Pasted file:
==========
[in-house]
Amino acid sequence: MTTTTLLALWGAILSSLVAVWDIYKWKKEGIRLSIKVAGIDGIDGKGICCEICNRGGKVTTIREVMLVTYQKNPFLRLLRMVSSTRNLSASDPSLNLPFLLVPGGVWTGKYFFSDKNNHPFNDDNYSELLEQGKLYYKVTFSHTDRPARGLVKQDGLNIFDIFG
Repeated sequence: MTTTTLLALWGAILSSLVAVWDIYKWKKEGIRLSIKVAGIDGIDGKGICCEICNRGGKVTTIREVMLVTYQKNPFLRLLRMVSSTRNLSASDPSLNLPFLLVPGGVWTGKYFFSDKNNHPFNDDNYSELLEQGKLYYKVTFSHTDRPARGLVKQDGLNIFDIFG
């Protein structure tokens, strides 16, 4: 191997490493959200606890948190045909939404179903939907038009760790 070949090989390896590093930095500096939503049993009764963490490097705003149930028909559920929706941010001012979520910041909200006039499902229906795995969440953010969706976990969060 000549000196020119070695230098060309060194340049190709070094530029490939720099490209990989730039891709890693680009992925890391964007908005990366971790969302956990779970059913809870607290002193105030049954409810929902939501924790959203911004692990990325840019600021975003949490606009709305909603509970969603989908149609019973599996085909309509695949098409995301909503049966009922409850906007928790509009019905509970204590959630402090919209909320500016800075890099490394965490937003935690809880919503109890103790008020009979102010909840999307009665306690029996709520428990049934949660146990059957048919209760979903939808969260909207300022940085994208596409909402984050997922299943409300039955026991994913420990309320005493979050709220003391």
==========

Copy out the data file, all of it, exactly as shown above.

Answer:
[in-house]
Amino acid sequence: MTTTTLLALWGAILSSLVAVWDIYKWKKEGIRLSIKVAGIDGIDGKGICCEICNRGGKVTTIREVMLVTYQKNPFLRLLRMVSSTRNLSASDPSLNLPFLLVPGGVWTGKYFFSDKNNHPFNDDNYSELLEQGKLYYKVTFSHTDRPARGLVKQDGLNIFDIFG
Repeated sequence: MTTTTLLALWGAILSSLVAVWDIYKWKKEGIRLSIKVAGIDGIDGKGICCEICNRGGKVTTIREVMLVTYQKNPFLRLLRMVSSTRNLSASDPSLNLPFLLVPGGVWTGKYFFSDKNNHPFNDDNYSELLEQGKLYYKVTFSHTDRPARGLVKQDGLNIFDIFG
């Protein structure tokens, strides 16, 4: 191997490493959200606890948190045909939404179903939907038009760790 070949090989390896590093930095500096939503049993009764963490490097705003149930028909559920929706941010001012979520910041909200006039499902229906795995969440953010969706976990969060 000549000196020119070695230098060309060194340049190709070094530029490939720099490209990989730039891709890693680009992925890391964007908005990366971790969302956990779970059913809870607290002193105030049954409810929902939501924790959203911004692990990325840019600021975003949490606009709305909603509970969603989908149609019973599996085909309509695949098409995301909503049966009922409850906007928790509009019905509970204590959630402090919209909320500016800075890099490394965490937003935690809880919503109890103790008020009979102010909840999307009665306690029996709520428990049934949660146990059957048919209760979903939808969260909207300022940085994208596409909402984050997922299943409300039955026991994913420990309320005493979050709220003391």